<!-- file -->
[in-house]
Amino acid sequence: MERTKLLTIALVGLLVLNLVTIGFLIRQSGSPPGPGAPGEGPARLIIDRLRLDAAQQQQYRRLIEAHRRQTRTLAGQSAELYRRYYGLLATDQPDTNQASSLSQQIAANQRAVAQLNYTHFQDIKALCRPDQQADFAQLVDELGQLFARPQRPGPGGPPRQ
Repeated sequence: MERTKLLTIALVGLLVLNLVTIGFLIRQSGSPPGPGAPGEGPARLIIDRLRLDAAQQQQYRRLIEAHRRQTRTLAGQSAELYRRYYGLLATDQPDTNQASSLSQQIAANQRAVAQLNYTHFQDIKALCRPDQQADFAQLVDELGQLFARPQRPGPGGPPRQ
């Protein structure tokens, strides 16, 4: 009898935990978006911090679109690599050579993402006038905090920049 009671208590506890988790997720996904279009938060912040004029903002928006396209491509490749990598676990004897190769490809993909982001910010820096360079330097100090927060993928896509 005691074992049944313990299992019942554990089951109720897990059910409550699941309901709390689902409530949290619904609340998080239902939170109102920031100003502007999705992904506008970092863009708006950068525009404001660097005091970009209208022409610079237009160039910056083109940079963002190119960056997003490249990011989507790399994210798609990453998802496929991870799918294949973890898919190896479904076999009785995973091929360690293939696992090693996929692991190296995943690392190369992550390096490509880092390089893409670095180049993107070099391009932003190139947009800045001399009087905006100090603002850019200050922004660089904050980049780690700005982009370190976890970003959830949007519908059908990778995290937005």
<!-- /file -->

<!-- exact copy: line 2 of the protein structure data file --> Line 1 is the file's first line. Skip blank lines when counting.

Amino acid sequence: MERTKLLTIALVGLLVLNLVTIGFLIRQSGSPPGPGAPGEGPARLIIDRLRLDAAQQQQYRRLIEAHRRQTRTLAGQSAELYRRYYGLLATDQPDTNQASSLSQQIAANQRAVAQLNYTHFQDIKALCRPDQQADFAQLVDELGQLFARPQRPGPGGPPRQ